OATP1B1-related drug–drug and drug–gene interactions as potential risk factors for cerivastatin-induced rhabdomyolysis

aCardiovascular Research Institute bDepartment of Dermatology cInstitute for Human Genetics dDepartment of Bioengineering and Therapeutic Sciences eThe Liver Center, University of California, San Francisco, California fCardiovascular Health Research Unit Departments of gMedicine hEpidemiology iHealth Services jMedicinal Chemistry, University of Washington kGroup Health Research Institute, Group Health Cooperative, Seattle, Washington, USA.
Pharmacogenetics and Genomics (Impact Factor: 3.48). 05/2013; 23(7). DOI: 10.1097/FPC.0b013e3283620c3b
Source: PubMed


Genetic variation in drug metabolizing enzymes and membrane transporters as well as concomitant drug therapy can modulate the beneficial and the deleterious effects of drugs. We investigated whether patients exhibiting rhabdomyolysis who were taking cerivastatin possess functional genetic variants in SLCO1B1 and whether they were on concomitant medications that inhibit OATP1B1, resulting in accumulation of cerivastatin.

This study had three components: (a) resequencing the SLCO1B1 gene in 122 patients who developed rhabdomyolysis while on cerivastatin; (b) functional evaluation of the identified SLCO1B1 nonsynonymous variants and haplotypes in in-vitro HEK293/FRT cells stably transfected with pcDNA5/FRT empty vector, SLCO1B1 reference, variants, and haplotypes; and (c) in-vitro screening of 15 drugs commonly used among the rhabdomyolysis cases for inhibition of OATP1B1-mediated uptake of cerivastatin in HEK293/FRT cells stably transfected with reference SLCO1B1.

The resequencing of the SLCO1B1 gene identified 54 variants. In-vitro functional analysis of SLCO1B1 nonsynonymous variants and haplotypes showed that the V174A, R57Q, and P155T variants, a novel frameshift insertion, OATP1B1*14 and OATP1B1*15 haplotype were associated with a significant reduction (P<0.001) in cerivastatin uptake (32, 18, 72, 3.4, 2.1 and 5.7% of reference, respectively). Furthermore, clopidogrel and seven other drugs were shown to inhibit OATP1B1-mediated uptake of cerivastatin.

Reduced function of OATP1B1 related to genetic variation and drug-drug interactions likely contributed to cerivastatin-induced rhabdomyolysis. Although cerivastatin is no longer in clinical use, these findings may translate to related statins and other substrates of OATP1B1.

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    • "Gastrointestinal and neurological symptoms, psychiatric symptoms, sleep problems, glucose elevations and a range of other symptoms reported on statins also arise in mitochondrial dysfunction [45] [62] [63] [64] [65] [66] [67] [68] [69] [70] [71] [72]. Also asymptomatic elevation of hepatic transaminases and extremely rare cases of hepatitis were also seen [52]. N o v a P u b l i s h e r s I n c . "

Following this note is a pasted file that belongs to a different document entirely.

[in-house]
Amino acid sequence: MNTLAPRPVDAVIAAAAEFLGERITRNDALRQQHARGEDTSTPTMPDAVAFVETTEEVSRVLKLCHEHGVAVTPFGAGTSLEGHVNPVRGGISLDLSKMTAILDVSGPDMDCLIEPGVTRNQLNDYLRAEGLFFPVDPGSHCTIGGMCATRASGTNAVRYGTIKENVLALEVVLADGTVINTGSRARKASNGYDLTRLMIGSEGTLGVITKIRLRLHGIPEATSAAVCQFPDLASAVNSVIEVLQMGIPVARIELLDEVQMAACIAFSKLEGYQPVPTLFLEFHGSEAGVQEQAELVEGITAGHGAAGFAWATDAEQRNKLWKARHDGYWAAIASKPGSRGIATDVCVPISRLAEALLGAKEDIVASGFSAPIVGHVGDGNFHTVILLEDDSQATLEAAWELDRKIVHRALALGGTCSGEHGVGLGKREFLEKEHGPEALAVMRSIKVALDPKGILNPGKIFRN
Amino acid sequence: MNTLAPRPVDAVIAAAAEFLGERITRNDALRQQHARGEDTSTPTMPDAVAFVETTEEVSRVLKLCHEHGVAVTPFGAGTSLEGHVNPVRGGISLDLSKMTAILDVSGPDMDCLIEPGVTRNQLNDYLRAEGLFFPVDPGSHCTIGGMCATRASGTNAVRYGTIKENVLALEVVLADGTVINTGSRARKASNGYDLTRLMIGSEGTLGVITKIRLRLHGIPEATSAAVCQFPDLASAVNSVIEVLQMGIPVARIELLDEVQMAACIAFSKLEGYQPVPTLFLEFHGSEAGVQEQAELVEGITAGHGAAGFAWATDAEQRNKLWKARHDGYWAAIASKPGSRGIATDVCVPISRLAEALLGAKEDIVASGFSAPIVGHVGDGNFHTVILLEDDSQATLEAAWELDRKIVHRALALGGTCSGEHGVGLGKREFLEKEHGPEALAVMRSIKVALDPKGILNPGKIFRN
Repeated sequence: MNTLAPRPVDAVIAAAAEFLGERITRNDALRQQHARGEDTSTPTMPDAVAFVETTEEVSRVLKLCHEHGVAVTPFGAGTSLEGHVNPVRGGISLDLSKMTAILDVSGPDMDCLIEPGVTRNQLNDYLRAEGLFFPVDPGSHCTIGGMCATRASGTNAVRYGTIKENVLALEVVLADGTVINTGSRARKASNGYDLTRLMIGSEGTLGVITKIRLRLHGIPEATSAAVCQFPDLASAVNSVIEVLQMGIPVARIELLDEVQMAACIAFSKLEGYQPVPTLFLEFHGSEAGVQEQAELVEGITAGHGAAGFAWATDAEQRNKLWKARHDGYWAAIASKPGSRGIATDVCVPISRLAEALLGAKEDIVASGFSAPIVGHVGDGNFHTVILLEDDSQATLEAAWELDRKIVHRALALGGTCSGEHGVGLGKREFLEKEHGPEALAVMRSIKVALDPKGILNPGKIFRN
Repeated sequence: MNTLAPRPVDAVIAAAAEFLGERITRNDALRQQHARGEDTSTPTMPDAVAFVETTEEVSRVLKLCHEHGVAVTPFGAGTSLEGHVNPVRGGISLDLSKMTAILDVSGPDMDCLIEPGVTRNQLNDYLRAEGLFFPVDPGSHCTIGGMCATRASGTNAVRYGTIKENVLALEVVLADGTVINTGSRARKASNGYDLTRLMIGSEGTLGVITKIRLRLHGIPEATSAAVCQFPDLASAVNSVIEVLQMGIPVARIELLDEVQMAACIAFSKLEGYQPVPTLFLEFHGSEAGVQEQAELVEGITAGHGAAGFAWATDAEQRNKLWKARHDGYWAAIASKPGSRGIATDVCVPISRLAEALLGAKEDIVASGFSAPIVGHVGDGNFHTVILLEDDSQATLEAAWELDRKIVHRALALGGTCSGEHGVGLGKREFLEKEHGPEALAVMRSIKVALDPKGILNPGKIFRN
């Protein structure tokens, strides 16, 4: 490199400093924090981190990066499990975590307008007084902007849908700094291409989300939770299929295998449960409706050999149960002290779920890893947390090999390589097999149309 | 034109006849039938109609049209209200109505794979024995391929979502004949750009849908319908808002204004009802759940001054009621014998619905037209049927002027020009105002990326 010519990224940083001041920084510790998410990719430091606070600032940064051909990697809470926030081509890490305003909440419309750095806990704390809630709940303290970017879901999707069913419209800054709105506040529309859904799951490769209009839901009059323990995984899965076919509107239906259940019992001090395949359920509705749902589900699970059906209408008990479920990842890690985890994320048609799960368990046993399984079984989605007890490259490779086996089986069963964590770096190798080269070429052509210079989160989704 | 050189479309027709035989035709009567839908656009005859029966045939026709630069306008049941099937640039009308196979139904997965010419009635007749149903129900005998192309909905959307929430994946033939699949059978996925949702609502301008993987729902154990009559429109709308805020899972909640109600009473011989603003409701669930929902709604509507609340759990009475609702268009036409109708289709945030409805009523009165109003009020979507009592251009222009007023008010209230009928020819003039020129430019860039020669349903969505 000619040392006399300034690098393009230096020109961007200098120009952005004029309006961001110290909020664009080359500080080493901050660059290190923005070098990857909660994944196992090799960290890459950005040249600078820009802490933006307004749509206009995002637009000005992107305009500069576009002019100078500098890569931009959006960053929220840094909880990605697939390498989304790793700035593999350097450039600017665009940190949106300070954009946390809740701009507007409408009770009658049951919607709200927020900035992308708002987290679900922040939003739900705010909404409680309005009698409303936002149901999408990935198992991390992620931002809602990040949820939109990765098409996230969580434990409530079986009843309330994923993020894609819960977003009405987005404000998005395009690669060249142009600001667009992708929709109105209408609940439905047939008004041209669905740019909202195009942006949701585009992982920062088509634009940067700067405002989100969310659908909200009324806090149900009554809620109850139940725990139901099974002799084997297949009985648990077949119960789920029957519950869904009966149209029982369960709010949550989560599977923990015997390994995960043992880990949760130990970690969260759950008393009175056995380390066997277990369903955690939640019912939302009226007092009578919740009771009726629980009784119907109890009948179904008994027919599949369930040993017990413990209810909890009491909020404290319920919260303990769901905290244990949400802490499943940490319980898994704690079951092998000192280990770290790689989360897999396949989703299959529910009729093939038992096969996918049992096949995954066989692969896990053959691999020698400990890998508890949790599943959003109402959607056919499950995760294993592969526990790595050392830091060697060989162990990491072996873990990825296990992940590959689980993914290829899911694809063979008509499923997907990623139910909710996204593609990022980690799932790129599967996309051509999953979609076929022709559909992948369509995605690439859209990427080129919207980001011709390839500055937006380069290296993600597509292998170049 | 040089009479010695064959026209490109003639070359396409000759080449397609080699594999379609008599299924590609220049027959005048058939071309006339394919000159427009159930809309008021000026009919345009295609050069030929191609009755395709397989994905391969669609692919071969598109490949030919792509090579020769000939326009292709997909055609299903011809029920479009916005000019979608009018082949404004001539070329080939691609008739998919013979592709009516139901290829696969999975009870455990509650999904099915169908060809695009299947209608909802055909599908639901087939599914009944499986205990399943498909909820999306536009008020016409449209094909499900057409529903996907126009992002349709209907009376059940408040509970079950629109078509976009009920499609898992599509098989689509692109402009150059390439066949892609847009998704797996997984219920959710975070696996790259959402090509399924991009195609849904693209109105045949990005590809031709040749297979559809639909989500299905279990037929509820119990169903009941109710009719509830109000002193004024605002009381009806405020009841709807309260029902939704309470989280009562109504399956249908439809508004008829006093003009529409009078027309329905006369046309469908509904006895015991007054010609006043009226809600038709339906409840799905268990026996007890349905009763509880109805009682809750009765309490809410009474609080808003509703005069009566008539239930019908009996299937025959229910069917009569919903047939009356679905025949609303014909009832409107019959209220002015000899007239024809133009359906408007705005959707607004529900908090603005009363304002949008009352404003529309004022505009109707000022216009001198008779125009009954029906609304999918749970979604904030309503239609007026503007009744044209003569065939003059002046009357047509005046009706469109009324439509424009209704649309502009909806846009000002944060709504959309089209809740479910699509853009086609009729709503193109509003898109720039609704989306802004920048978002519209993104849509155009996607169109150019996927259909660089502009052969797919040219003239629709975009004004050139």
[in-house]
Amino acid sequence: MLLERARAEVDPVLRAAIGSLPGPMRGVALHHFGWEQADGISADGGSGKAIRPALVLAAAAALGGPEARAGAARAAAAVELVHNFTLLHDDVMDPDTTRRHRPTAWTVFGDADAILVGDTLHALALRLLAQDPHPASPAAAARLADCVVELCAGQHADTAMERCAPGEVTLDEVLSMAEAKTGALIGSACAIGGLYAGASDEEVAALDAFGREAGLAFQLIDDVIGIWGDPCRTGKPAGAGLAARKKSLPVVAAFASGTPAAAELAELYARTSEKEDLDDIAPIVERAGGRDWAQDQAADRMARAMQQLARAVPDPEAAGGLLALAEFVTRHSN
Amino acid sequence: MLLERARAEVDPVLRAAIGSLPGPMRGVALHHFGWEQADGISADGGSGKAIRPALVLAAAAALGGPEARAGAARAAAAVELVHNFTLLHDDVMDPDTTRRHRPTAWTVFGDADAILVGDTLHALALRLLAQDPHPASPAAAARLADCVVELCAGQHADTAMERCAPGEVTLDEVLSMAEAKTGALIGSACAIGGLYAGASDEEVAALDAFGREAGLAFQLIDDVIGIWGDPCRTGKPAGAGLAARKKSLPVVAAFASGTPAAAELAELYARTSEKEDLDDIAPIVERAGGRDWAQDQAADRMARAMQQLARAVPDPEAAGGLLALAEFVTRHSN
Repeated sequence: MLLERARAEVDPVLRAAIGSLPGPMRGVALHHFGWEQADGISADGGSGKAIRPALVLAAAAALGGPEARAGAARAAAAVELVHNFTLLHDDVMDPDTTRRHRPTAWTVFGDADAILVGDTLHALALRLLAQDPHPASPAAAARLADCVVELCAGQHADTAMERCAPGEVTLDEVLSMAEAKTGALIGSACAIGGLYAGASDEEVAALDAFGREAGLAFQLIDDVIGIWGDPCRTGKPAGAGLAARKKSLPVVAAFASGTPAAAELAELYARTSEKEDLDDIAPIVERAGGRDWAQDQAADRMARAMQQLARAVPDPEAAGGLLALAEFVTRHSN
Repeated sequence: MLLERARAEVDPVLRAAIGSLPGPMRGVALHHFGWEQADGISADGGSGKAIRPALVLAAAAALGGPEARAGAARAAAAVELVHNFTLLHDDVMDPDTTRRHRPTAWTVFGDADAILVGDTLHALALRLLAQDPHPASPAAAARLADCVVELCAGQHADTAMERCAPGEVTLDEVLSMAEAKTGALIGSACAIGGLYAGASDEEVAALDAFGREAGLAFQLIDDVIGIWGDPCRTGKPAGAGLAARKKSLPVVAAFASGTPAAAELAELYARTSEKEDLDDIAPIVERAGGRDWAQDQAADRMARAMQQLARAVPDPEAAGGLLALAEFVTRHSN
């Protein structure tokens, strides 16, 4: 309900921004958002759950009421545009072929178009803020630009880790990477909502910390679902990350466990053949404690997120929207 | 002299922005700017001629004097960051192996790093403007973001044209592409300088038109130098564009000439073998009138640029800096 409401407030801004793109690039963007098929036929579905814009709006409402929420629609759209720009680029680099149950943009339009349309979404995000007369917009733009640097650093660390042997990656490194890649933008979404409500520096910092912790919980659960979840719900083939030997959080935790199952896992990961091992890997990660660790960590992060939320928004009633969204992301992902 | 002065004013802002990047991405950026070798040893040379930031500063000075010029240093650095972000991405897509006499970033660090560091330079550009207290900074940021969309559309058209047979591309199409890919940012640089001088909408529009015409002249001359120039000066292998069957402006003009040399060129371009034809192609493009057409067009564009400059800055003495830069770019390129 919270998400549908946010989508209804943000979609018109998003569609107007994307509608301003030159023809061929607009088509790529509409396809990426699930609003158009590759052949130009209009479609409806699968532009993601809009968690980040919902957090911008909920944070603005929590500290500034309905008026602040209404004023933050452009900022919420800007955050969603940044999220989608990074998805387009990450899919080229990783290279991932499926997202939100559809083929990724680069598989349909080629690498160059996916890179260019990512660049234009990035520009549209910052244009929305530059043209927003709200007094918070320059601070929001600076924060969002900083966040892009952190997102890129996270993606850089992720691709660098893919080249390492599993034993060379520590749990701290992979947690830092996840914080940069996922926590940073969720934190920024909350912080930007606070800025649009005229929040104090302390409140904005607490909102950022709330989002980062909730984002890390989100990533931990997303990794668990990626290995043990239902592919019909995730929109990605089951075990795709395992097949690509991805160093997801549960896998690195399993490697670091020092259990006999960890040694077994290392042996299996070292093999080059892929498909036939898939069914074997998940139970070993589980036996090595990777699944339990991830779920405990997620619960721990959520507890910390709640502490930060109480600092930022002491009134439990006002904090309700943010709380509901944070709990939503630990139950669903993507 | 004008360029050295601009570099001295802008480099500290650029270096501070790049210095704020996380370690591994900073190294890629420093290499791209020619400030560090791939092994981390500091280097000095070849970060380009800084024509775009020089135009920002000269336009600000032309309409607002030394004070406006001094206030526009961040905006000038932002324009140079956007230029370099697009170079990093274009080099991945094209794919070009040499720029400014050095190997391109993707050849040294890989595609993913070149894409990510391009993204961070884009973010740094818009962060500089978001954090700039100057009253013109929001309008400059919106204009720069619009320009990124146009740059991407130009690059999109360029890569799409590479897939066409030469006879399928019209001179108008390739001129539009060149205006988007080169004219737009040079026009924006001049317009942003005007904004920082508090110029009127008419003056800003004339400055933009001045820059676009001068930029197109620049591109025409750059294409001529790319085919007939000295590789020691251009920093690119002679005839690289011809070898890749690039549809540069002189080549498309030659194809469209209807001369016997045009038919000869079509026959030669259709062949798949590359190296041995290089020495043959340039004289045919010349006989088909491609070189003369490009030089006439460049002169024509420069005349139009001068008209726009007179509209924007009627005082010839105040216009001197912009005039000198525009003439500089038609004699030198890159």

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    ABSTRACT: Cardiovascular diseases (CVD) are common and very well-known diseases that affect a large number of people. One of the common leading causes of CVD is a high level of lipids which eventually leads to atherosclerosis and CVD. Various types of medications having different mechanisms of action were introduced to control CVD. Among the frequently used drugs is statins. Statins have a very intense effect on lowering lipids, yet they are associated with a variety of side effects. Moreover, statins have low bioavailability, similarly to other lipid lowering medications. Therefore, several attempts were made to enhance their bioavailability. This chapter discusses a number of drugs used to lower lipid levels in the blood, their adverse effects and methods to improve their bioavailability.
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    • "Statins therapeutic actions and most importantly, adverse effects which include myopathy and rhabdomyolysis have shown great inter-individual and ethnic variations (17, 18). These inter-individual and ethnic variations in the therapeutic response and severity of adverse effects are largely attributed to the genetic variations therefore predisposing to altered drug disposition (16, 19, 20). Identification and characterization of underlying genetic variations will help us towards better dosing regimens and safer drug designs for personalized therapy. "
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